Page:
Reasons for broken ribs and collapse of ceramic filter plates.
In the process of making the ceramic foam filter, the aluminum dihydrogen phosphate solution is used as a binder to stick the alpha alumina powder on the polyurethane sponge.
The effect of different aluminum dihydrogen phosphate content on the microstructure of alumina ceramic foam filters is shown in Figure 1. According to Figure 1, the foamed ceramic filter plate has the shape of a polyurethane sponge, resulting in a sponge-like porous structure with a pore diameter between 300 and 800 μm. In the process of only making ceramic filter plates, if the content of aluminum dihydrogen phosphate is 10%, as shown in Figure 1(a), due to insufficient adhesion, it is not conducive to the slurry forming of foam ceramics. In the microstructure of foam ceramic filter plates certain defects will occur, resulting in broken ribs and collapse of the hole wall. Explain when using aluminum dihydrogen phosphate as a binder. With the increase of aluminum dihydrogen phosphate content, the cell wall of the ceramic foam will be stronger, and the damage rate of the cell wall of the ceramic filter plate will be significantly reduced. When the maximum content is 30%, as shown in Fig. 1(c), the cell walls of the foamed ceramics are relatively perfect, without obvious defects, and the cell walls are relatively coarse and dense. Combined with Adtech's research, it can be seen that the sintering temperature of traditional alumina foam ceramics is higher than 1 300 ℃, and this paper successfully prepared alumina foam ceramics at 800 ℃ using aluminum dihydrogen phosphate as a binder.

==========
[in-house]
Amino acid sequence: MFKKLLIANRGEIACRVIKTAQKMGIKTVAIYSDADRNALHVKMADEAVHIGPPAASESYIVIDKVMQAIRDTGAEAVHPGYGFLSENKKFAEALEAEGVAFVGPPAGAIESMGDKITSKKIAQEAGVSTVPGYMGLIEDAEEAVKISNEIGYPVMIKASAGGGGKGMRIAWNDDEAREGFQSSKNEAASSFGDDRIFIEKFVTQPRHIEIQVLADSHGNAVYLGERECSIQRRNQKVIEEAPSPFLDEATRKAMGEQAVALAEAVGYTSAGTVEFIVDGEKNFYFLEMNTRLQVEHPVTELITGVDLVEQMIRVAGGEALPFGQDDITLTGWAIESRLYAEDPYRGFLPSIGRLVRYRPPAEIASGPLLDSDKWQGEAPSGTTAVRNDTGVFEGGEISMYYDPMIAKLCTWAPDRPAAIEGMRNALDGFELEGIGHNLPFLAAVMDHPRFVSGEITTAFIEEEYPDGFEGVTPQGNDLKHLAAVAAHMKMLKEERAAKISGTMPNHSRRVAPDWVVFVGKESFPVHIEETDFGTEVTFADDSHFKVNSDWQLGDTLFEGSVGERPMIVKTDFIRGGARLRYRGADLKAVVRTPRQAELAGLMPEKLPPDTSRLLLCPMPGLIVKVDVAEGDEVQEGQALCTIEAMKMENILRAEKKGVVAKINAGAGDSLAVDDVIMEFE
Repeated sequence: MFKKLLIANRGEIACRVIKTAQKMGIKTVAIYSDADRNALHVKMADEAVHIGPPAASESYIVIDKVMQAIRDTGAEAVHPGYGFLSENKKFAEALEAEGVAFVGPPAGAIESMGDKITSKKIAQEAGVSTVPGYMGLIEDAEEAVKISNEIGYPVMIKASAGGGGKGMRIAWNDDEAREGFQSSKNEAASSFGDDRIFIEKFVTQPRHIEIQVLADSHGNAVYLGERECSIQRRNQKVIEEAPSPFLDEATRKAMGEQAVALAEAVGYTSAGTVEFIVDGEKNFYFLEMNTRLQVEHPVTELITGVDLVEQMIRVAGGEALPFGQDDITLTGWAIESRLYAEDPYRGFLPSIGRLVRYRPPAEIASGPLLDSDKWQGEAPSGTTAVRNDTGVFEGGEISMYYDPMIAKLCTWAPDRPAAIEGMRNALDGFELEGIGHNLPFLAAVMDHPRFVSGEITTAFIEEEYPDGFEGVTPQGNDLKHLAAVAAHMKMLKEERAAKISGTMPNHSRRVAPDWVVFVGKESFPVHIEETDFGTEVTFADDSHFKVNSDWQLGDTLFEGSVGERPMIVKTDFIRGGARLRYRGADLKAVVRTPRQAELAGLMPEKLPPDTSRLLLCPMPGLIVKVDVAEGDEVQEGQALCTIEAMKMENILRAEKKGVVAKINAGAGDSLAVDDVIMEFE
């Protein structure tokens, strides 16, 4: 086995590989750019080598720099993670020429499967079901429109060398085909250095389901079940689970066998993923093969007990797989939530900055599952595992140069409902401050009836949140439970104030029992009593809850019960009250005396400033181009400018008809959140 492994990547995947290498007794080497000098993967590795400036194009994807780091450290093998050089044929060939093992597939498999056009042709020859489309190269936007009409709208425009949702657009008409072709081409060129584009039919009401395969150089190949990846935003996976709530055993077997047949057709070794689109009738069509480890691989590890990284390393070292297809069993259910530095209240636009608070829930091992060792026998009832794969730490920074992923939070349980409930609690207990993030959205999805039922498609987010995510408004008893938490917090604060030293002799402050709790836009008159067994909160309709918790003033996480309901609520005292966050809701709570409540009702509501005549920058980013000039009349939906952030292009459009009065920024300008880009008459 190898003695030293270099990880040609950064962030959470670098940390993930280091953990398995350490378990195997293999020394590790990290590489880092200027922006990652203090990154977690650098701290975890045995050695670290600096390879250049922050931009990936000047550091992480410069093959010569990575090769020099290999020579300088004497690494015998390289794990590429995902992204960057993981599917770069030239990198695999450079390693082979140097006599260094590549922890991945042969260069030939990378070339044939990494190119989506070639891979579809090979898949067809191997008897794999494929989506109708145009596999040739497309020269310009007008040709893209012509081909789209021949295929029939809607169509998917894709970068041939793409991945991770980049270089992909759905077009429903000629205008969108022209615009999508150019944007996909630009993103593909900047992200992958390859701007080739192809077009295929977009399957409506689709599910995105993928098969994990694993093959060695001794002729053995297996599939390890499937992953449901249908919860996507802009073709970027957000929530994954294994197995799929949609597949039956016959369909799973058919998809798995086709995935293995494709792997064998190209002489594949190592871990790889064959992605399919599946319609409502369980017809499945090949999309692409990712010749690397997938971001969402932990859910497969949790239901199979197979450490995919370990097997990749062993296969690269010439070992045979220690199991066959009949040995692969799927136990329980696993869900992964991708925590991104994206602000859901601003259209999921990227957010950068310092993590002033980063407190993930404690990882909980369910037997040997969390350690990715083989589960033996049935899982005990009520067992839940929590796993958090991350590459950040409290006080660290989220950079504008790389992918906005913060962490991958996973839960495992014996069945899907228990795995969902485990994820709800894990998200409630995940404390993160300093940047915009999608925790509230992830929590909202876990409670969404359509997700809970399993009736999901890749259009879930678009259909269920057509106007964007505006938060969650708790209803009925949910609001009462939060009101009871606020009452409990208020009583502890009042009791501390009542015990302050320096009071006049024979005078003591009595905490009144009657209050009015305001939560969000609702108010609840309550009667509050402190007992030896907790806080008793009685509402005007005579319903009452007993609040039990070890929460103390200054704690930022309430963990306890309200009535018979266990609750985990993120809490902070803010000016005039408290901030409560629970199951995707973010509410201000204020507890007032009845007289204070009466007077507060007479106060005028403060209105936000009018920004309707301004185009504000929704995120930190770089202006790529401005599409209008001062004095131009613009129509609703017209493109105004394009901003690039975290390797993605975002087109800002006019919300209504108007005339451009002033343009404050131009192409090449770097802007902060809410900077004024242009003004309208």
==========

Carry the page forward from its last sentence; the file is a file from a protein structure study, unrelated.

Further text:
The pore walls are porous structures. As the content of aluminum dihydrogen phosphate increases, the pores on the rib gradually decrease and decrease. When the maximum content is 30%, as shown in Figure 2(c), no obvious pores appear on the surface of the rib, and the aluminum dihydrogen phosphate is pyrolyzed. The product binds the alumina particles together well, and the alumina particles retain their original morphology. The micro-morphology of alumina foam ceramic pore bars under different aluminum dihydrogen phosphate content is shown in Figure 2. It can be seen that when the content of aluminum dihydrogen phosphate reaches 10%, there are many pores in the pore wall of the foamed ceramic, and there are obvious gaps between the alumina particles, as shown in Figure 2(a), indicating that the content of less aluminum dihydrogen phosphate is too high. Low temperature is not conducive to the bonding between alumina particles. There is no liquid phase sintering and densification process in the low-temperature sintering technology, which not only saves energy but also realizes the preparation of alumina foam ceramics at a lower shrinkage rate. The linear shrinkage and bulk density were measured.
(a)10% (b)20% (c)30%
Fig.1 Effect of Al(H2PO4)3 content on microstructure of the alumina foam ceramics
(a)10% (b)20% (c)30%